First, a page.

Our nation's capital is full of people discussing the middle class, and with good reason. Last week a Washington Post article opened, "Children growing up in America today are just as likely -- no more, no less -- to climb the economic ladder as children born more than a half-century ago." The president in the State of the Union emphasized the same, saying, "Inequality has deepened. Upward mobility has stalled." Continuing, he said, "Our job is to reverse these trends."
I agree. America is, after all, supposed to be the land of opportunity. One way to address economic inequities is to help workers have long-term security through retirement. Half of working Americans have no retirement plan at all. That's why I am so pleased to see the president focusing on helping Americans whose employers do not provide retirement plans by creating starter retirement savings. This is a great step, but there are other ways we can share capital, create upward mobility and give our workers a secure retirement.
More than 2,000 privately held "Subchapter S" corporations in the U.S. are owned mostly -- or entirely -- by their workers through broad-based employee stock ownership plans (S ESOPs). Congress created these structures to eliminate traditional lines between management and owners and give workers "skin in the game." Nearly a million employees who are part of S ESOPs can boast retirement account balances on average three to five times higher than the average U.S. 401(k), and the funds invested come from the company's profits, not from the worker's personal funds.
What's more, these companies perform better because of the sense of common ownership: Last year a study by American Enterprise Institute economist Alex Brill found that S ESOPs were more resilient in the recent down economy, growing their jobs when U.S. employment as a whole was flat. That makes inherent sense when you consider the impact that giving employees an ownership stake in the success of the company has on their willingness to reach down for that extra effort when challenging economic times arrive.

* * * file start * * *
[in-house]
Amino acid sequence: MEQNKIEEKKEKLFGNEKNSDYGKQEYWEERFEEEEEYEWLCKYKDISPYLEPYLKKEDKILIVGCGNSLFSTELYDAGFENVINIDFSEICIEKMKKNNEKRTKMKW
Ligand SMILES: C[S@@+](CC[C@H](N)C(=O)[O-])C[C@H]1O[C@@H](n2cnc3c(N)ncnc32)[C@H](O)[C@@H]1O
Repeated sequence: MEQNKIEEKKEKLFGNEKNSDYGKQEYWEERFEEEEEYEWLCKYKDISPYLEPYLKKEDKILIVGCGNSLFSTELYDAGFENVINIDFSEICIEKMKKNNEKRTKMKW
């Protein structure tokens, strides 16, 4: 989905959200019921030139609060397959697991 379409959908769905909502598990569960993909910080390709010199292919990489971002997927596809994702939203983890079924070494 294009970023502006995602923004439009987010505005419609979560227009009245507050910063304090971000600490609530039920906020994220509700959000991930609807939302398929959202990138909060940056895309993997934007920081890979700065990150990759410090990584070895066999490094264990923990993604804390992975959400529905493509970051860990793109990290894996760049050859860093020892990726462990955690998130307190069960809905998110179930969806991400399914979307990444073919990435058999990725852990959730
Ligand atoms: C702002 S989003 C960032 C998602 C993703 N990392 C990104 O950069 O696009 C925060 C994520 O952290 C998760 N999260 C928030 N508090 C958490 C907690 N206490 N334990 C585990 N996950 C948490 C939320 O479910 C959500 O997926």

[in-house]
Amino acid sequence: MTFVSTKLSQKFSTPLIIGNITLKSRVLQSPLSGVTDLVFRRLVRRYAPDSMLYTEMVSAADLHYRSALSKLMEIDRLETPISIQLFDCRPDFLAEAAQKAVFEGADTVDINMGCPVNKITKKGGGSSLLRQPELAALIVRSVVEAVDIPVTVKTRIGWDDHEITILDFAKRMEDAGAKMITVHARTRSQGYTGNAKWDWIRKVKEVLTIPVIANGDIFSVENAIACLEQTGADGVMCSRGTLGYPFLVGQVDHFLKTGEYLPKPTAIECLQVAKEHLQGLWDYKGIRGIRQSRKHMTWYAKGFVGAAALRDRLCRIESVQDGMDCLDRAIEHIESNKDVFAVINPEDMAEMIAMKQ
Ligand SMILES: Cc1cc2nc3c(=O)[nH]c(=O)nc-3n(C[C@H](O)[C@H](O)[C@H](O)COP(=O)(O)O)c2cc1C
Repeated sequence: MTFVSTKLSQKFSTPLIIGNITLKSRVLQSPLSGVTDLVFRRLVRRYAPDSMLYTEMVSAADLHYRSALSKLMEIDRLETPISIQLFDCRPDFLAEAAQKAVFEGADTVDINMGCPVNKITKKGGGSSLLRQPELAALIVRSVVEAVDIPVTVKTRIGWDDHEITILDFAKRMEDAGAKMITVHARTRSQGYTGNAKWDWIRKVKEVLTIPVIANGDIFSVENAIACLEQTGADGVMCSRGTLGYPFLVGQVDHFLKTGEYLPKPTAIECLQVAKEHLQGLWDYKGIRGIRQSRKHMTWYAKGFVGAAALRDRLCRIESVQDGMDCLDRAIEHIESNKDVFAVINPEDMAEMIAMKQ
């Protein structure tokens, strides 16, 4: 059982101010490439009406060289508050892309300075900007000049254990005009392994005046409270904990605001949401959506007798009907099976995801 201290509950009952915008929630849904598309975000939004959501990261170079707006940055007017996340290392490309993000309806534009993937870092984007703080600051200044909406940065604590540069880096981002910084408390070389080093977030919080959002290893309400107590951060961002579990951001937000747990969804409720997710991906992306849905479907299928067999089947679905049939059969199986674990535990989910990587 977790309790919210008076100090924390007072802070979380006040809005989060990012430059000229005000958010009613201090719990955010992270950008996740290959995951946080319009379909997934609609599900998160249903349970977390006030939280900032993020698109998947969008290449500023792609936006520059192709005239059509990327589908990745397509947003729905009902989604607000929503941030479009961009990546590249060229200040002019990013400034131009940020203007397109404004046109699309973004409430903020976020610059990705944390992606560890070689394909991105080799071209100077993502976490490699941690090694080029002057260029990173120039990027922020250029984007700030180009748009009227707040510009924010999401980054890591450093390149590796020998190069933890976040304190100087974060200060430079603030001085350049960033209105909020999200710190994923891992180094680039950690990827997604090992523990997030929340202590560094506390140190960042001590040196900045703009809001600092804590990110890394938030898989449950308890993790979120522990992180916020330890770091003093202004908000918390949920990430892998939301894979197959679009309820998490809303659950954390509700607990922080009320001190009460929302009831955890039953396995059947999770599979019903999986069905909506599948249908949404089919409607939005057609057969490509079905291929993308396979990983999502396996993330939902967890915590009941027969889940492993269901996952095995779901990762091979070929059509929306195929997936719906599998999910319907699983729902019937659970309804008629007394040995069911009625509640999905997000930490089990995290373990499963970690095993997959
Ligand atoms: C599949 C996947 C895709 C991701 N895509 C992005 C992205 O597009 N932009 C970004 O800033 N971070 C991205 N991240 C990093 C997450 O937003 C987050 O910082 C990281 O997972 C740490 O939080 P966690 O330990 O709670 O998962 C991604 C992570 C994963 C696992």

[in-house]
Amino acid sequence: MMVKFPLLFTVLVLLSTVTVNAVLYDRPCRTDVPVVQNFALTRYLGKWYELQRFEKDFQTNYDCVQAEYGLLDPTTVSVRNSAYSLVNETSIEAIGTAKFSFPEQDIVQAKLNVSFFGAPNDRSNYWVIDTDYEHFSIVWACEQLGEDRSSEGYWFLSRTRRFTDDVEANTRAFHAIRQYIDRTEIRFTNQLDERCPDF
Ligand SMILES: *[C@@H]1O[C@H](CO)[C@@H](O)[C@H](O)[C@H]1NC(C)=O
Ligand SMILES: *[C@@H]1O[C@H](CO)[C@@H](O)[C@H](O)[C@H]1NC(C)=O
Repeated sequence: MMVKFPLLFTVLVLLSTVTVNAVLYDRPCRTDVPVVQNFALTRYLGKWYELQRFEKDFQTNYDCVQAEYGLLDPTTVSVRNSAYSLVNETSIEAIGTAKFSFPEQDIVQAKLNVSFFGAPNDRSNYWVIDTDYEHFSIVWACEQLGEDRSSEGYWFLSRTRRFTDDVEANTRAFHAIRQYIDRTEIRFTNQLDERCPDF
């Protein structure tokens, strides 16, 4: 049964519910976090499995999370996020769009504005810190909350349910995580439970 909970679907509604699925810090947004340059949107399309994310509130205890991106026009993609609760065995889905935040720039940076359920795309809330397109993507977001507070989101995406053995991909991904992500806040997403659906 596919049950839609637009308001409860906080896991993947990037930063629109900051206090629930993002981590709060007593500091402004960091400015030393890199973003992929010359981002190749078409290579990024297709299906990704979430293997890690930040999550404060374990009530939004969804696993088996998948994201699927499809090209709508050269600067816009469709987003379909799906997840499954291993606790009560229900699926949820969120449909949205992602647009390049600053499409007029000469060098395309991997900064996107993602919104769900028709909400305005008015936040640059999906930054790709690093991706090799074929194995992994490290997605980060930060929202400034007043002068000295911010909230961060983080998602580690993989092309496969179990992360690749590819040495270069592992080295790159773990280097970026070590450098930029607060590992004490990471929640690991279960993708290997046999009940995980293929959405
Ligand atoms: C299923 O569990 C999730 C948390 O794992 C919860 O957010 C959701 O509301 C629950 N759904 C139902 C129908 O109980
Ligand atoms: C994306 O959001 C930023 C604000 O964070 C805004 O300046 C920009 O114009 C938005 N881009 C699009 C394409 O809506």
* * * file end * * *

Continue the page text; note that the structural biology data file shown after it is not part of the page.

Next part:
In an effort to strengthen upward mobility and retirement savings for workers, Sen. Ben Cardin (D-Md.) and Sen. Pat Roberts (R-Kan.), together with 16 bipartisan cosponsors, are touting their Promotion and Expansion of Private Employee Ownership Act, which would make the structure available to more companies and thus benefit more U.S. employees. I hope all the talk in Washington translates to passing this legislation.
S ESOPs are creating the good, paying jobs we need to sustain economic growth and give more workers opportunities for upward mobility while doing as Congress had envisioned back in 1997 by broadening ownership, sharing capital and giving workers a secure retirement. This model can help grow our economy and help our workers and middle-class families. That should be our clear and continuing goal: to again be the land of opportunity for not just a few but for all Americans.
Former Congressman Earl Pomeroy is senior counsel at Alston & Bird LLP. He served nine terms as a member of Congress and was a senior member of the House Ways and Means Committee. Pomeroy's practice areas include financial services regulation, health care policy, pensions, tax policy, energy and agriculture. Pomeroy works with employee-owned companies through the Employee-Owned S Corporations of America.
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